Route DescriptionAs of October 2006 there is a new forest service trail that takes a more direct approach to Devils Punchbowl. Refer to Bob Burd's Route Description of the Northeast Ridge Route and the attached topo from his trip.
The old trail follows an old roadbed east from the parking area. The trail is easy to follow and continues to follow this roadbed through a couple of washouts that cross the road. After about 1.5 miles and descending about 400ft you come to a signed fork that leads to Buck Lake. Buck Lake is a nice destination for a picnic and some fishing, but if you want to climb mountains, continue straight ahead to the east.
The trail eventually becomes a real trail as it parallels Doe Creek. At about 3.7 miles the trail again forks. This is at elevation 3,278 ft according to the topo’s. Pay attention here, because you want to go to the right, head south, cross Doe Creek and start heading up to Devils Punchbowl. The trail climbs steeply up from the creek. There are dozens of switchbacks that seem to go on forever. After climbing about 1,100 ft in about a mile you reach a ridgeline the scenery changes from forest to a glaciated open granite basin.
Follow the cairns up this little glaciated valley, cross the outlet stream and continue on the east side of the stream towards Devils Punchbowl. Pass the small lake that sits down stream from Devils Punchbowl and continue to the end of the trail at Devils Punchbowl. The elevation at the lake is about 4,747 ft. and it is about 5.5 miles back to the trailhead from here. The easy part is done. Relax take some noutrition, hydrate, and make sure you have enough water to get to the summit and back to the lake. It will take about 3 hours of hard work.
From the end of the trail look across the lake and you can see Bear Mountain looming over the lake directly south. It is only a mile or so to the summit but it is all cross country with about 1,650ft of climbing. It is important to pick the correct route up to the ridge above the lake. Take the right chute that has vegetation. Refer to the pictures for a good look at the route. The left chute ends at a cliff that you don’t want to climb.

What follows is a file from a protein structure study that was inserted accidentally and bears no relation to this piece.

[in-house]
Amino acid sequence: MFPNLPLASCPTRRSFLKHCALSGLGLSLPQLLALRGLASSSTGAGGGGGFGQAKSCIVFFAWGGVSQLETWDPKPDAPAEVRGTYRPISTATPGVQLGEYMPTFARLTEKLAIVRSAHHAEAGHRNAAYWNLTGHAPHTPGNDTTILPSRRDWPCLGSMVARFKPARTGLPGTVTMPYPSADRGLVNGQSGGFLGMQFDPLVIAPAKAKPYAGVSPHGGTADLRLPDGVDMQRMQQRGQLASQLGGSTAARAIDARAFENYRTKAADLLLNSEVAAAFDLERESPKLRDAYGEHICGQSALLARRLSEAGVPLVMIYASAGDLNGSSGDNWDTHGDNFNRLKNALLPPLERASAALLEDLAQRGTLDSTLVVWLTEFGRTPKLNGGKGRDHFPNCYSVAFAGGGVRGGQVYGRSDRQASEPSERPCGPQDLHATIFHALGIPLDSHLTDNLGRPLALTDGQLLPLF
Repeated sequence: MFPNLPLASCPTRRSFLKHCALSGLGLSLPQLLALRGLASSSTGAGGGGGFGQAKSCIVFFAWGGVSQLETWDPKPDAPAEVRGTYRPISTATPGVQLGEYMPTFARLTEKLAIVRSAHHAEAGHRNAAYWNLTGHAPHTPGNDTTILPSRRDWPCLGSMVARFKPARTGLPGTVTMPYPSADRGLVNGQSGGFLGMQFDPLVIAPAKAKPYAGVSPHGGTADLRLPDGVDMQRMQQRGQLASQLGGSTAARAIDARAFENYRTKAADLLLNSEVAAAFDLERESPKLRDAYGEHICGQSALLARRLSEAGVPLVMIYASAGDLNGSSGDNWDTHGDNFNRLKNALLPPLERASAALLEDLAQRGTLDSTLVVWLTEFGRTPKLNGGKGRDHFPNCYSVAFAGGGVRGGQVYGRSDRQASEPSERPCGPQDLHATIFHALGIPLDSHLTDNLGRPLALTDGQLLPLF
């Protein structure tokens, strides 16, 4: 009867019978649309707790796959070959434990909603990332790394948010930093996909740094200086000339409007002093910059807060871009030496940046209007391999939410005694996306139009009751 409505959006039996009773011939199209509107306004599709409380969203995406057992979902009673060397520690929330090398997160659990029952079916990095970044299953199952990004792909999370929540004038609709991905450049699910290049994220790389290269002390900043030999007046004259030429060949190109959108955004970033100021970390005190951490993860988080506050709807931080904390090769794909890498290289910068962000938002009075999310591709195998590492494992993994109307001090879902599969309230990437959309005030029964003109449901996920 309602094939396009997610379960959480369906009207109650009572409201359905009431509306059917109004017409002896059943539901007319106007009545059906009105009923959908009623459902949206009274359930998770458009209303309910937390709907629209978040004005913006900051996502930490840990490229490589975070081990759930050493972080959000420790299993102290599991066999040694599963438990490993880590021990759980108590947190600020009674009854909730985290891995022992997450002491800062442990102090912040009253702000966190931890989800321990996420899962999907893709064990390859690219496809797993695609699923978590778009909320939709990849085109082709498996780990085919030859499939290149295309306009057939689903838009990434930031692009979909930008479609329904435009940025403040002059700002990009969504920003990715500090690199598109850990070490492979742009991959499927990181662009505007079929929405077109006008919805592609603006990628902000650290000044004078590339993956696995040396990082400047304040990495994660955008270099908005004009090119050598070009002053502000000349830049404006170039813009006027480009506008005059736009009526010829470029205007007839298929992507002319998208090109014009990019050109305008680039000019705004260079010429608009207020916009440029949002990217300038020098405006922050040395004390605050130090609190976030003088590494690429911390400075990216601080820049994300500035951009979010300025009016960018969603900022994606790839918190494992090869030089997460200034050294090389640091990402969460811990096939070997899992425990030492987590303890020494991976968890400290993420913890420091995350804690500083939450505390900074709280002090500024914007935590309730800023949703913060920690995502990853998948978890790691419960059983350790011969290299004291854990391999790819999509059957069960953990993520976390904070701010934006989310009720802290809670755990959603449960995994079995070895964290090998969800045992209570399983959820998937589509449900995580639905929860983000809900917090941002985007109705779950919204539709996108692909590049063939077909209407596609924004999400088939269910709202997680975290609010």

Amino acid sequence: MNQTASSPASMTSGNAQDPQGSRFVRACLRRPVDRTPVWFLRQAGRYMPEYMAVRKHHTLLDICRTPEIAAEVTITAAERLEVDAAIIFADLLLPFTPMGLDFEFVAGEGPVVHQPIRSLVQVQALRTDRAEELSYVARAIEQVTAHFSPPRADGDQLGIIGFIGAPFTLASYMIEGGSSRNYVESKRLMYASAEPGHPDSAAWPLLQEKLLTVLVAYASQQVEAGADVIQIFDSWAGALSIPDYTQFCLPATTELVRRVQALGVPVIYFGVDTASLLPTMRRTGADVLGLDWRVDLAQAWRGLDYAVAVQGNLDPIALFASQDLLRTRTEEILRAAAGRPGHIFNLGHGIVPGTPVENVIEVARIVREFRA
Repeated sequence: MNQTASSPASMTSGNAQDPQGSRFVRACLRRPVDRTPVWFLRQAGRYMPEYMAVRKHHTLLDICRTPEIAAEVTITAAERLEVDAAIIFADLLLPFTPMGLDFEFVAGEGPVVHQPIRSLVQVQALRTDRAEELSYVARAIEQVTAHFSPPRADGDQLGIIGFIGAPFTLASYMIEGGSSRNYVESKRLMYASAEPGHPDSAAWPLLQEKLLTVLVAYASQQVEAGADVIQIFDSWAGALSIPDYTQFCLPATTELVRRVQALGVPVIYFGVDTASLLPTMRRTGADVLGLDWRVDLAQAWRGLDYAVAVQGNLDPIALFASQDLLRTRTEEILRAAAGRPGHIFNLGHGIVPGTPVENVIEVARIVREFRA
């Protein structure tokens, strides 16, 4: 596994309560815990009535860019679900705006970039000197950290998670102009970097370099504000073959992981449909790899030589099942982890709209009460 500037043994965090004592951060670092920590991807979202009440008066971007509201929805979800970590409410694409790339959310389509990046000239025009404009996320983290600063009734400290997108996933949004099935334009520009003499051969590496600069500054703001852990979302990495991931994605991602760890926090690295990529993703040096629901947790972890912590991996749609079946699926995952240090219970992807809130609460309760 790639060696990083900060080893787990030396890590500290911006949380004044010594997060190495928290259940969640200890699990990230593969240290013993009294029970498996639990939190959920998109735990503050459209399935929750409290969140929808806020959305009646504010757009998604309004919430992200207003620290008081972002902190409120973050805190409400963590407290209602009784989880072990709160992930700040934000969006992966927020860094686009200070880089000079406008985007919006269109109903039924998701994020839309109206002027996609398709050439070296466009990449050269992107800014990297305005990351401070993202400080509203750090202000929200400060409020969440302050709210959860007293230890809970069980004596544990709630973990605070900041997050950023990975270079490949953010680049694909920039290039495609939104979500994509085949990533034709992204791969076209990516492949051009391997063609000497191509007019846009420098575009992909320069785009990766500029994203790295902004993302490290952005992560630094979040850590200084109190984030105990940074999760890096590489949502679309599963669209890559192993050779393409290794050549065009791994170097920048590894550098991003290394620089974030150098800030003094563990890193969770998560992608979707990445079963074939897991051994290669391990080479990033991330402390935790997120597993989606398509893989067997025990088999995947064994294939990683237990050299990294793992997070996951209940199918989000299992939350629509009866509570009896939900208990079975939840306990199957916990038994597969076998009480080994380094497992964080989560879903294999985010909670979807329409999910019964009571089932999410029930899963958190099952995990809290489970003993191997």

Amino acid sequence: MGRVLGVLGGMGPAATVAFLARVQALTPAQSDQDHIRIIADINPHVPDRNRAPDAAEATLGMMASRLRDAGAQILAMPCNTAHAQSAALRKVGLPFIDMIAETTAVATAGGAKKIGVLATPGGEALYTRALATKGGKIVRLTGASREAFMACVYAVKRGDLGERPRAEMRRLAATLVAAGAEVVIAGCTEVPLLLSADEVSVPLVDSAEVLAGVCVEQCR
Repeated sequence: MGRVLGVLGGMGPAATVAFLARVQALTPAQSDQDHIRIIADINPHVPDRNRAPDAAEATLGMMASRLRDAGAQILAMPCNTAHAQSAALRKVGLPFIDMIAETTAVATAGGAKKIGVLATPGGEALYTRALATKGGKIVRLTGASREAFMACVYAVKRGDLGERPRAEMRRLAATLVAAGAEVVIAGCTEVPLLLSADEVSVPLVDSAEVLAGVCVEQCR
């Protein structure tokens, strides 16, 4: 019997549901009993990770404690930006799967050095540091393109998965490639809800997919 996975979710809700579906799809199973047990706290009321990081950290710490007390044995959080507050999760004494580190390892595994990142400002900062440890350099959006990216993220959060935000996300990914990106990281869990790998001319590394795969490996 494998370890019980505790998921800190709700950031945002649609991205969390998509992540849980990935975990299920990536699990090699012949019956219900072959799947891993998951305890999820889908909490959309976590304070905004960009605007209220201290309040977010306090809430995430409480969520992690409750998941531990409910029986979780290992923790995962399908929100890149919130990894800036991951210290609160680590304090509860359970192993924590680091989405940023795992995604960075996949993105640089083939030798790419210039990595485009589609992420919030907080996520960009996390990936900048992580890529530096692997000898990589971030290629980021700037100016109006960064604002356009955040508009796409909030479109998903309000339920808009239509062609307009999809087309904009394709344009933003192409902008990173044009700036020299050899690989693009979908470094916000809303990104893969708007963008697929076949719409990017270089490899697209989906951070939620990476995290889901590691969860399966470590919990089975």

First, you have to make your way around the lake to the south side. Go to your left and proceed in a clockwise direction around the east and south side of the lake. Stay on the rocks as much as possible because the brush is dense and difficult to break through. It seems to be easiest if you stay down close to the water for most of this rock hopping journey.
Next, you have to climb the correct chute. If there is still snow in the chute you are going to have difficulties and may not be able to be successful without ice axe and crampons. There is no developed path, but you may find an occasional “use path” that ascends part way. Use your own judgment and climb using whatever natural vegetable belays that present themselves. The footing is mixed with some scree, some talus, some larger rocks, some scrambling. It will take at least and hour to climb this chute, so take your time and be safe. Be careful not to knock rocks down on your hiking partner.
Once on the ridge, turn left and follow it up the last 450 ft to the summit. Pick your way through brush and trees as best you can. The summit is worth the view.
Return the same way you came. Take care descending the chute because you don’t want your butt getting to the lake before the rest of your body. Save some energy for the hike out because there is about a 1,200 ft climb from Doe Creek back to the trailhead. Total hike is about 13 miles with a total elevation gain of 4,500ft. Plan on an all day hike of 8-10 hours.
Essential GearThe 10 essentials. Lots of water in the summer. Maybe ice axe and crampons early in the season. Rock Helmet if your partner is ahead of you going up the chute.
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